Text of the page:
An ultrasound is used to show details of structures in the abdomen. It can show features like the size and movement of organs, cysts or growths, or fluid collections. An ultrasound of the abdomen is most often done to:
Diagnose an injury or disease
Help determine the cause of abdominal pain, especially appendicitis
Assess the cause of abnormal liver or kidney function
Help determine why an internal organ is enlarged
Examine the baby and uterus in pregnant women
In most cases, there are no complications with this test.
What to Expect
Prior to test
A physical exam may be done. Bodily fluids may also be tested. This can be done with blood or urine tests.
In some cases, the doctor may advise the following:
Fast for 8-12 hours before the test. This will decrease the amount of gas in the intestines and make organs easier to see.
Have a full bladder before the test. The doctor may advise drinking 6 or more glasses of water without going to the bathroom.
Description of the Test
You will be positioned on a table. A gel will be placed over the area that will be checked. The gel helps the sound waves travel from a wand to your body.
The ultrasound machine has a hand-held wand. The wand is pushed against your skin where the gel has been applied. The wand sends sound waves into your body. The waves bounce off your internal organs and echo back to the wand. The computer can convert echoes into images on a screen. The images on the screen are examined by your doctor. A photograph of them may be taken.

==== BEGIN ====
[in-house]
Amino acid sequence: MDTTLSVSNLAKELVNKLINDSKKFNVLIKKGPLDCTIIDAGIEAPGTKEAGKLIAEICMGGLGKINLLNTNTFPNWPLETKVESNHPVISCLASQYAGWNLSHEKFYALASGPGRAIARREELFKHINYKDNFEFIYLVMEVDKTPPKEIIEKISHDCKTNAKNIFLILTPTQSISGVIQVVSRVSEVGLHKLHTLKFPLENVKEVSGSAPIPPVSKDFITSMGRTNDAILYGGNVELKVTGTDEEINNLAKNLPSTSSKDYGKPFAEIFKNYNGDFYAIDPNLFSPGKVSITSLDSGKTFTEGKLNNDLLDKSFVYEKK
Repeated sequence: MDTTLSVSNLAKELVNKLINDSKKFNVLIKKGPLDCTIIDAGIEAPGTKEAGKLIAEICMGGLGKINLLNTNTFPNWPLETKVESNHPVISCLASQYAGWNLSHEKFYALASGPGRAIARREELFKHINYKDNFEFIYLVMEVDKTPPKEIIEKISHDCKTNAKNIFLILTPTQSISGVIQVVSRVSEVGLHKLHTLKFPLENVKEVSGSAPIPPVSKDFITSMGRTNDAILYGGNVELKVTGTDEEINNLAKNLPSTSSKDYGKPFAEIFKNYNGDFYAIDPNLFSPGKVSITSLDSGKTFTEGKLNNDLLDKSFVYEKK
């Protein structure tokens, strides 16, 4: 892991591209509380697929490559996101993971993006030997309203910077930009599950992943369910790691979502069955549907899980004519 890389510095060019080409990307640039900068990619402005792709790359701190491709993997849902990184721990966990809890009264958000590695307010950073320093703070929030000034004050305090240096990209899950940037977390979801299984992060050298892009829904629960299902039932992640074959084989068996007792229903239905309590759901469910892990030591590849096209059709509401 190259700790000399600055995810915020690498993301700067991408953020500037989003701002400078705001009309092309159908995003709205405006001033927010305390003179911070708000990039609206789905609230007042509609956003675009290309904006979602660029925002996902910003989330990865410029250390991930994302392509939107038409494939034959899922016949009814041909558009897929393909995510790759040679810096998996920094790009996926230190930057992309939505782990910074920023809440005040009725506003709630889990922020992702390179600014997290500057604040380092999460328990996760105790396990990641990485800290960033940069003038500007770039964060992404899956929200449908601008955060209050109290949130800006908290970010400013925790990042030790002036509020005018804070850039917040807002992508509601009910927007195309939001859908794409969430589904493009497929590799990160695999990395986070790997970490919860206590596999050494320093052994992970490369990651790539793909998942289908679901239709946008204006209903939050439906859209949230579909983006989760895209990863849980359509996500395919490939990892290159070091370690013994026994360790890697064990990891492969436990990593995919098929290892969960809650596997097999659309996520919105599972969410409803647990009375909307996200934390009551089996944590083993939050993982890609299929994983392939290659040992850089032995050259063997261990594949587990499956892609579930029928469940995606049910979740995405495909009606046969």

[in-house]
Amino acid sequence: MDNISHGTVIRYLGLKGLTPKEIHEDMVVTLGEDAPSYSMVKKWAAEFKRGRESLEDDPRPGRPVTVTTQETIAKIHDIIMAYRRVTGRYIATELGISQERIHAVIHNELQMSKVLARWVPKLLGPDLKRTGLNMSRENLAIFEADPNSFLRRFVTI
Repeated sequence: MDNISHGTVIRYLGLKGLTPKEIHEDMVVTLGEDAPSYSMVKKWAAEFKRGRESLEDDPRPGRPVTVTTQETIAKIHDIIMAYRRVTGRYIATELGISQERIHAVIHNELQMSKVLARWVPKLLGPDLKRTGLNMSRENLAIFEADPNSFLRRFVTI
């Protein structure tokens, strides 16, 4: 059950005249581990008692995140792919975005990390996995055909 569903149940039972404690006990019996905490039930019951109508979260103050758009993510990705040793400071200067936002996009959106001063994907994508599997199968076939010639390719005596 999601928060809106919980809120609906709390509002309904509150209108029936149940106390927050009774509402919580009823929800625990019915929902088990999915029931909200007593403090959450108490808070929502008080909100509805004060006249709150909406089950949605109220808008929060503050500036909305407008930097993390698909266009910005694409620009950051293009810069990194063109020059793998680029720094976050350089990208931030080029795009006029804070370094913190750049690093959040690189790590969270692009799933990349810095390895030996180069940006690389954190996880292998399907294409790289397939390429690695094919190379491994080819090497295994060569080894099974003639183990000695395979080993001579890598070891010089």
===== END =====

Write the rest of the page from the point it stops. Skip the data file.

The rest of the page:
You may be asked to change positions or hold your breath during the exam.
The gel will be cleaned off your abdomen. You will be able to leave after the test is done. You will be able to return to your normal activities.
How Long Will It Take?
Will It Hurt?
No. But, if you have a full bladder during the test, you may feel uncomfortable.
A report will be given to your doctor. Based on the results, you and your doctor will talk about more tests or treatment options.
Call Your Doctor
After the test, call your doctor if the symptoms you had before the test become worse.
If you think you have an emergency, call for emergency medical services right away.
ACR-SPR-SRU practice parameter for performing and interpreting diagnostic ultrasound examinations. American College of Radiology website. Available at: https://www.acr.org/-/media/ACR/Files/Practice-Parameters/us-perf-interpret.pdf. Updated 2017.
General ultrasound. Radiology Info—Radiological Society of North America website. Available at: https://www.radiologyinfo.org/en/info.cfm?pg=genus. Updated March 9, 2018. Accessed April 3, 2018.
Ultrasound—abdomen. Radiology Info—Radiological Society of North America website. Available at: http://www.radiologyinfo.org/en/info.cfm?pg=abdominus. Updated March 17, 20176. Accessed April 3, 2018.
Last reviewed March 2018 by
EBSCO Medical Review Board
Daus Mahnke, MD
Last Updated: 6/24/2013
EBSCO Information Services is fully accredited by URAC. URAC is an independent, nonprofit health care accrediting organization dedicated to promoting health care quality through accreditation, certification and commendation.
This content is reviewed regularly and is updated when new and relevant evidence is made available. This information is neither intended nor implied to be a substitute for professional medical advice. Always seek the advice of your physician or other qualified health provider prior to starting any new treatment or with questions regarding a medical condition.
To send comments or feedback to our Editorial Team regarding the content please email us at email@example.com. Our Health Library Support team will respond to your email request within 2 business days.